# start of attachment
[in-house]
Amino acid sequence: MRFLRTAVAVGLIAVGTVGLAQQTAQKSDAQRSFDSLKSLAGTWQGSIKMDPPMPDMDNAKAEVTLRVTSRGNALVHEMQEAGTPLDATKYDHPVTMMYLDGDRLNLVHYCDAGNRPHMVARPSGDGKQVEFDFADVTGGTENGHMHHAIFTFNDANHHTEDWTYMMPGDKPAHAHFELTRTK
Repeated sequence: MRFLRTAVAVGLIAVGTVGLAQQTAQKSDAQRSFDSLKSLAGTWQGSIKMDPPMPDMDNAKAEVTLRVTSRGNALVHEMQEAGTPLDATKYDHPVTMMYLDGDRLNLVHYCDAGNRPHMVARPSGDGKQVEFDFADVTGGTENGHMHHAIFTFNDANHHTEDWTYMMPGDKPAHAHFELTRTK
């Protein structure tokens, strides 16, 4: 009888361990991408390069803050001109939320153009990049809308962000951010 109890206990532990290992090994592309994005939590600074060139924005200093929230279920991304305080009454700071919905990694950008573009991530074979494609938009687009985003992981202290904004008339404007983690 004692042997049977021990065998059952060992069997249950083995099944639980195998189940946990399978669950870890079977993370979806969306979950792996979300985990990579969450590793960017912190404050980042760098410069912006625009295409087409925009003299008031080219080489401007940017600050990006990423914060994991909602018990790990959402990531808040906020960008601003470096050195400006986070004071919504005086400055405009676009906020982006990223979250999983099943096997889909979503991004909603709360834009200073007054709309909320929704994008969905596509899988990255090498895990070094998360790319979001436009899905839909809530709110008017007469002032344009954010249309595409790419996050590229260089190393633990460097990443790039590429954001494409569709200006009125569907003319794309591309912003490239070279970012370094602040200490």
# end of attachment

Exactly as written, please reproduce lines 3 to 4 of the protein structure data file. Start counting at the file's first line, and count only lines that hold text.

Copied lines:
Repeated sequence: MRFLRTAVAVGLIAVGTVGLAQQTAQKSDAQRSFDSLKSLAGTWQGSIKMDPPMPDMDNAKAEVTLRVTSRGNALVHEMQEAGTPLDATKYDHPVTMMYLDGDRLNLVHYCDAGNRPHMVARPSGDGKQVEFDFADVTGGTENGHMHHAIFTFNDANHHTEDWTYMMPGDKPAHAHFELTRTK
């Protein structure tokens, strides 16, 4: 009888361990991408390069803050001109939320153009990049809308962000951010 109890206990532990290992090994592309994005939590600074060139924005200093929230279920991304305080009454700071919905990694950008573009991530074979494609938009687009985003992981202290904004008339404007983690 004692042997049977021990065998059952060992069997249950083995099944639980195998189940946990399978669950870890079977993370979806969306979950792996979300985990990579969450590793960017912190404050980042760098410069912006625009295409087409925009003299008031080219080489401007940017600050990006990423914060994991909602018990790990959402990531808040906020960008601003470096050195400006986070004071919504005086400055405009676009906020982006990223979250999983099943096997889909979503991004909603709360834009200073007054709309909320929704994008969905596509899988990255090498895990070094998360790319979001436009899905839909809530709110008017007469002032344009954010249309595409790419996050590229260089190393633990460097990443790039590429954001494409569709200006009125569907003319794309591309912003490239070279970012370094602040200490």